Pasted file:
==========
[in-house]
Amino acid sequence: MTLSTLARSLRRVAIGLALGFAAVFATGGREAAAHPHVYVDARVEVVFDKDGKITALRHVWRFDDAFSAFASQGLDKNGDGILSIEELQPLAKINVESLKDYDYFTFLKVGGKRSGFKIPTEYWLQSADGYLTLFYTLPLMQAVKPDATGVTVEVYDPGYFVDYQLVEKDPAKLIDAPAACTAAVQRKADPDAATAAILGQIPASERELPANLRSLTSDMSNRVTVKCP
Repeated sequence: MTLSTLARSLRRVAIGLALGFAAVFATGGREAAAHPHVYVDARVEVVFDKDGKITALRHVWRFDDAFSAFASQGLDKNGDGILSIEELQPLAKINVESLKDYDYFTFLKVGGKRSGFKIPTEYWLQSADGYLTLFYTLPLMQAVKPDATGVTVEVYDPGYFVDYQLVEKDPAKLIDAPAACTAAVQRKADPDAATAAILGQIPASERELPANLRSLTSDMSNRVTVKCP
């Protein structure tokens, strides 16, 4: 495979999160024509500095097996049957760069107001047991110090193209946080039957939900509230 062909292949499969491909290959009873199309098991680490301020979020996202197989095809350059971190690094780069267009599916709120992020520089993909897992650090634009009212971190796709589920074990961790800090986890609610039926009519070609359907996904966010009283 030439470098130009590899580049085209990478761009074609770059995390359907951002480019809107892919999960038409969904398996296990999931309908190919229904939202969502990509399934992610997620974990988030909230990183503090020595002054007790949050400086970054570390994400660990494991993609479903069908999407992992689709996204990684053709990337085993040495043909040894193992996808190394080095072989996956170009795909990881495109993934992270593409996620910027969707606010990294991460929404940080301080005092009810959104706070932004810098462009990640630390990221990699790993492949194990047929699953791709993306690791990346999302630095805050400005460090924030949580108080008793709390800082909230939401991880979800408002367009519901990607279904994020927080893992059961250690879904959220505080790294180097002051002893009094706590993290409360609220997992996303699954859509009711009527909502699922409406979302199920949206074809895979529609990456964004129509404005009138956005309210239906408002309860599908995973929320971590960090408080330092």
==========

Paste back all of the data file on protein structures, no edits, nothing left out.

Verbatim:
[in-house]
Amino acid sequence: MTLSTLARSLRRVAIGLALGFAAVFATGGREAAAHPHVYVDARVEVVFDKDGKITALRHVWRFDDAFSAFASQGLDKNGDGILSIEELQPLAKINVESLKDYDYFTFLKVGGKRSGFKIPTEYWLQSADGYLTLFYTLPLMQAVKPDATGVTVEVYDPGYFVDYQLVEKDPAKLIDAPAACTAAVQRKADPDAATAAILGQIPASERELPANLRSLTSDMSNRVTVKCP
Repeated sequence: MTLSTLARSLRRVAIGLALGFAAVFATGGREAAAHPHVYVDARVEVVFDKDGKITALRHVWRFDDAFSAFASQGLDKNGDGILSIEELQPLAKINVESLKDYDYFTFLKVGGKRSGFKIPTEYWLQSADGYLTLFYTLPLMQAVKPDATGVTVEVYDPGYFVDYQLVEKDPAKLIDAPAACTAAVQRKADPDAATAAILGQIPASERELPANLRSLTSDMSNRVTVKCP
């Protein structure tokens, strides 16, 4: 495979999160024509500095097996049957760069107001047991110090193209946080039957939900509230 062909292949499969491909290959009873199309098991680490301020979020996202197989095809350059971190690094780069267009599916709120992020520089993909897992650090634009009212971190796709589920074990961790800090986890609610039926009519070609359907996904966010009283 030439470098130009590899580049085209990478761009074609770059995390359907951002480019809107892919999960038409969904398996296990999931309908190919229904939202969502990509399934992610997620974990988030909230990183503090020595002054007790949050400086970054570390994400660990494991993609479903069908999407992992689709996204990684053709990337085993040495043909040894193992996808190394080095072989996956170009795909990881495109993934992270593409996620910027969707606010990294991460929404940080301080005092009810959104706070932004810098462009990640630390990221990699790993492949194990047929699953791709993306690791990346999302630095805050400005460090924030949580108080008793709390800082909230939401991880979800408002367009519901990607279904994020927080893992059961250690879904959220505080790294180097002051002893009094706590993290409360609220997992996303699954859509009711009527909502699922409406979302199920949206074809895979529609990456964004129509404005009138956005309210239906408002309860599908995973929320971590960090408080330092």